…following the revelation that my own country wouldn’t call me a rape victim if I was physically or chemically forced to have vaginal sex by a woman. It’s only rape in the UK if you penetrate them, and it’s only rape in Scotland if you have a penis. The FBI definition has been updated, but it is still highly problematic.
These are supposedly enlightened and egalitarian countries. But there are others which are arguably more so, and so perhaps there is still hope. The UN’s Human Development index has a list of the most ‘advanced’ nations. Let’s go through the 2011 top 5.
Bingo. As far as I can see this law is not gender specific, using such language as ‘Any person who commits or is accessory to another person’s committing an act of indecency with any person who is under 16 years of age shall be liable to imprisonment for a term not exceeding five years’. The jail sentences are short, but these are apparently being addressed. STDs are also interestingly classed as grevious bodily harm. So in theory the law on rape here isn’t sexist, though in practice we will still probably see the same disproportionate conviction in cases of male defendants or female accusers as we have in our countries. But still, this is a major improvement on what we have, and that makes our own sexism even more obvious.
Again, as far as I can see the dominant word here is ‘person’, or ‘an Australian citizen, resident or body corporate’, and even says ‘he or she’ when referring to rapists. However, in some areas (Western Australia, I’m looking at you) it slips back into the old ‘penetration’ issue. So men can be anally raped by men, women can be vaginally or anally raped by men, but men cannot be raped by a cis woman without the use of specialist equipment. Not as good as Norway, then, but better than what we have (which is pretty much a universal Western Australia).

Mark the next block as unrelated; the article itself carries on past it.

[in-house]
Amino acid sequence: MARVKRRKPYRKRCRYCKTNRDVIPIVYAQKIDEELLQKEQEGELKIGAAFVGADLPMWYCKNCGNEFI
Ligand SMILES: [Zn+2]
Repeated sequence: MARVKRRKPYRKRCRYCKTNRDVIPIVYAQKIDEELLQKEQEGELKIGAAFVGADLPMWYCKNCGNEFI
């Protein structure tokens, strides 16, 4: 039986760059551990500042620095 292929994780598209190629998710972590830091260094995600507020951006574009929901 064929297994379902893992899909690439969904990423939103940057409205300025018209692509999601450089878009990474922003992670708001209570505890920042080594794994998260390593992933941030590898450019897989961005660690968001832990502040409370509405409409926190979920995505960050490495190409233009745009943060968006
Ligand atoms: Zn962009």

3. The Netherlands
Well this lasted long. We’re back to ‘he’. ‘He who by violence or other act or threat of violence or other act someone forces us to commit or tolerate lewd acts, is guilty of actual indecent assault, punishable by imprisonment not exceeding eight years or a fine of the fifth category’, and so on. It accepts that men can be raped without being penetrated, but still suggests that all rapists must be men. Third most developed country in the world? We’re not so far behind after all.
4. The United States
The 1994 law (as part of a ‘Violence Against Women Act’, which tells you all that you need to know) was problematic. The old FBI definition, not allowing for the rape of men or boys even with penetration, was problematic. The current FBI definition, now focusing on penetration, is still problematic. Some state laws, however, seem promising. California only mentions ‘intercourse’ and ‘individuals’ rather than penetrating men, whilst Texas mentions penetration but also specifies that it is rape if somebody ‘causes the sexual organ of another person, without that person’s consent, to contact or penetrate the mouth, anus, or sexual organ of another person, including the actor’. So under this law, women can rape men through penis-vagina intercourse. The FBI definition is still years behind though, and other states are even worse, so this is only a partial victory.
5. New Zealand
The definition of rape here is similar to the Scottish one. Penis, penis, penis. It’s actually worse, because it doesn’t include the anal rape of men. Rape is the penetration of the victim’s genitalia by the rapist’s penis, and so all rapists are men and all rape victims are women. Probably the worst account I’ve seen so far, and this is supposedly the fifth most developed nation in the world.
The majority of other countries are as bad, if not worse. Most of them don’t see men as possible rape victims. A large number think that only men can rape. But these are not just the countries which outlaw sex out of marriage or make homosexuality illegal, these are developed, enlightened, Western nations. These are the countries we live in. So if I am drugged and ‘raped’ by a woman tomorrow, and come on here and say as much, I will be guilty of the crime of libel whilst she will not be guilty of the crime of rape. Sexual violence, yes, but not rape. This sort of distinction is unnecessary, and it is sexist, and it is not only unjust in itself but it contributes to a much wider societal problem whereby the rape of men is not taken seriously.